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A further round of cuts

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Why is First being allowed to get away with a further round of cuts?

13 year ago we moved to this house and there were three buses per hour which went all the way from Rotherham right through to Sheffield, now there is none.

There is one per hour and it only goes to Meadowhall, the land of plenty, meaning double fares if you want to go from Brinsworth to Sheffield.

Mrs PH Siddall

Brinsworth

Where were the shoes?

If, as Charles Brook states in his page 13 shoe advertisement in the September edition of Profile in the Telegraph, he was established at 241 Fulwood Road in 1972, where, I wonder, did he put on display his odd assortment of shoes?

For from mid-1935 to late 1977 the shop was owned and managed by a Mrs Violet Taylor, a well-known tobacconist in the area.

I, at that time, was a tenant in the apartment of 241 which was my home from 1938 to around 1999(ish) and at no time can I recall a Charles Brook shoe shop in 1972, as he claims.

It was then rented out to a hairdresser by Violet Taylor during the last two years of the 1970s(ish).

So Charles Brook, if you did put on display your assortment of shoes in 1972, where did you put them?

Pete Godfrey

Stocksbridge

Impact of losing trees

After reading the sad and very moving letter from Caroline Waugh, (Star, August 28), it made me realise that, apart from trees enhancing our surroundings and protecting us from pollution, the enormous benefits they provide are greatly underestimated.

Trees we have known from childhood and grown up with are often associated with memories of happy times or lost loved ones.

Many people, as in Caroline’s case, who have serious health problems and have been confined indoors for a long period of time spend their days looking out of the window at their street trees, nesting birds and the changing seasons which give them pleasure.

One can sense from her letter how distraught she is that three of those trees have been “sentenced to death” and is now asking for help to save them as they have saved her while struggling through a dark period of her life.

Trees planted in memory of WW1 soldiers, such as the ones in Western Road, Crookes, represent a lost life and can never be replaced.

However, over the years their relatives must have found much comfort in watching the trees flourish and grow to maturity and almost felt that a part of their loved one was still with them, their memory being kept alive by the trees.

Not enough emphasis is being placed on the emotional impact of losing much loved trees and the deep psychological effect and damage to people’s health this awful destruction is causing.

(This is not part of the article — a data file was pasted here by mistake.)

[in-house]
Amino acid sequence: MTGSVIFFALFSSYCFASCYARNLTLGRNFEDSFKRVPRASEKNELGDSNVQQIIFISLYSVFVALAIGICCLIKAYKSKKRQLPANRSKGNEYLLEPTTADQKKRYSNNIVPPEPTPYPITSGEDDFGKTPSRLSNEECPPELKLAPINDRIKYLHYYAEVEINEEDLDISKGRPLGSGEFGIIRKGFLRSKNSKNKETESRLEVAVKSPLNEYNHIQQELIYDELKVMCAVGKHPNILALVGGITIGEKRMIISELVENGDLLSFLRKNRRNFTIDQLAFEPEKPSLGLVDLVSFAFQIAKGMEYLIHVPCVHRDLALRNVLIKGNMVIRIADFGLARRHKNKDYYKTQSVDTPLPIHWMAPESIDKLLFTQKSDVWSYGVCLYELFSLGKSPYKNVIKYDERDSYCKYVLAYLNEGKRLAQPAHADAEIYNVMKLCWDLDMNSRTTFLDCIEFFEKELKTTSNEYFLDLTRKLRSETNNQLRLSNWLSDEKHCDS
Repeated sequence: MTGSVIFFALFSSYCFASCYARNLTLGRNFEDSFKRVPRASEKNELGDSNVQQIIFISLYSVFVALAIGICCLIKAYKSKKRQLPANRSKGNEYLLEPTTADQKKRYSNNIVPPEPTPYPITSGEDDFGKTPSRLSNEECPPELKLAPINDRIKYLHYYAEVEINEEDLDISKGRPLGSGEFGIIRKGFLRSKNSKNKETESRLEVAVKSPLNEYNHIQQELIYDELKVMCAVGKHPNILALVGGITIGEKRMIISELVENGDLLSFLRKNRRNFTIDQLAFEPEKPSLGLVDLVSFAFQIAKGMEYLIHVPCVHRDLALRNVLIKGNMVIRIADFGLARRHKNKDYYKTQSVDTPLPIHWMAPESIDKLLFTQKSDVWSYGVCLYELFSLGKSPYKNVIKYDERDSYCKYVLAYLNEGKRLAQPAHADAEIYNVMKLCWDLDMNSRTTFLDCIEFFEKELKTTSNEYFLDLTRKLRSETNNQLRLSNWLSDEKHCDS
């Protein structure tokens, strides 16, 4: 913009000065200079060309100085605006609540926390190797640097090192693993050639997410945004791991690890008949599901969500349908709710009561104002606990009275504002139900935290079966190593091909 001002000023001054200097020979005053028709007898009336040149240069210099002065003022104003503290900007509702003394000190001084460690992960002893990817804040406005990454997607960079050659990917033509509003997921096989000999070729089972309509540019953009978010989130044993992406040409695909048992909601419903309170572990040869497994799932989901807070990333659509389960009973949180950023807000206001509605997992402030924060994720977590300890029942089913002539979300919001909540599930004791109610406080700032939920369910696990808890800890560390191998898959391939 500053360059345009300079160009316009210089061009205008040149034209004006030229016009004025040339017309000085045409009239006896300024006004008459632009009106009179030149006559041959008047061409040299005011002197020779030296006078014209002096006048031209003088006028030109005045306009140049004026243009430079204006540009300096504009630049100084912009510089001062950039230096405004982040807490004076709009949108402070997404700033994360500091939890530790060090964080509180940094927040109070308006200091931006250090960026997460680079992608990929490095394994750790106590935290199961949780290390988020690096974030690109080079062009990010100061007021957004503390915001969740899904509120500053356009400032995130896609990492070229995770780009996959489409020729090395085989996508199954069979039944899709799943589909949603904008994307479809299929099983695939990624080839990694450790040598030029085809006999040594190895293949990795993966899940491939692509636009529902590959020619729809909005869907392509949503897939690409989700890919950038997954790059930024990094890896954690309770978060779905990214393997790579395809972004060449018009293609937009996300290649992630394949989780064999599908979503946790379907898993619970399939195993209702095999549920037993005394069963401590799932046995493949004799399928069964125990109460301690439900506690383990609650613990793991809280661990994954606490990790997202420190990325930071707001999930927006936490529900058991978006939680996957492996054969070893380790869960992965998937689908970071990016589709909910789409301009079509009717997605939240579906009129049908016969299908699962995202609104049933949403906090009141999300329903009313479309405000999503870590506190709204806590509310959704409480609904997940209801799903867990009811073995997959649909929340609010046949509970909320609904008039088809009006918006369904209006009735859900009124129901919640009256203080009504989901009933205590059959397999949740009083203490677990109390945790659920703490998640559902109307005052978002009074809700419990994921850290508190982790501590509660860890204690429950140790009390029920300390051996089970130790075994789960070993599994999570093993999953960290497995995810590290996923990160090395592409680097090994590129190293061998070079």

Let us not lose sight of the fact that, in spite of Sheffield City Council’s claim that the ‘majority’ support the felling programme, actually less than 1 per cent of Sheffield residents voted in favour of the tree fellings during street surveys.

The announcement that the monthly full council meetings are to be held later in the day to ‘get more people involved in the city’s democracy’ is laughable.

What democracy?

The first thing SCC needs to do is start listening to its citizens but I won’t hold my breath for that to happen.

Who could ever imagine that a council could get things so horribly wrong and then not have the guts to admit it?

Susan Richardson

Westminster Crescent, Lodge Moor, Sheffield, S10

Who saw FA Cup in 1935?

The 150th anniversary set me thinking.

I wonder how many people remember going to see the players return with the FA Cup in 1935?

I remember mother taking us to the top of Commercial Street.

The brother younger than me was in the pram.

To be truthful I don’t think I saw very much as I was probably too small.

Margaret Hardwick

by email

Sad news on quality shop

It’s sad to hear that Jones shoe shop on Pinstones Street, Sheffield has closed down.

I have purchased their quality shoes for many a year and feel that it’s an end to an era of quality Jones footwear in South Yorkshire.

EB Warris

by email

Mountbatten Scholarship

After last month’s exam results, students across Sheffield are now taking the next exciting steps of their lives.

While many may think they know their next move, be that staying on at school, joining an FE college or entering the world of work, there is another way.

If you’re a student receiving GCSE results this year, or anticipating receiving them next year, from an underprivileged background, strong academically, who thinks globally but acts locally, making a real difference in your local community, we have an opportunity that could change your life.

The Lord Mountbatten Scholarship is a two-year, fully funded opportunity for the academic year of 2018/2019, which enables the successful student to live alongside peers from across the globe while studying the International Baccalaureate (IB) at UWC Atlantic College.

A school of nations with the mission of making “education a force for peace in the world”, the college has provided a transformative education to young people from across the world for more than 50 years at St Donat’s Castle in south Wales – and now we’d love to hear from potential candidates in the Sheffield area.

For more information and applications for this outstanding opportunity should be made via https://www.atlanticcollege.org/lord-mountbatten-scholarship-award/ by Sunday, October 15.

Peter T Howe

Principal, UWC Atlantic College

Grieving for anybody

Brucie’s dead at the ripe old age of 89.

Adam Boulton of Sky News says we are a society of people grieving for anybody these days.

He was ripped to pieces in the press but I get where he’s coming from.

We don’t know Brucie, yes it’s sad but he was 89, and still treading the showbiz boards until very recently.

I wouldn’t mind reaching that age and living life to the full.

Jayne Grayson

by email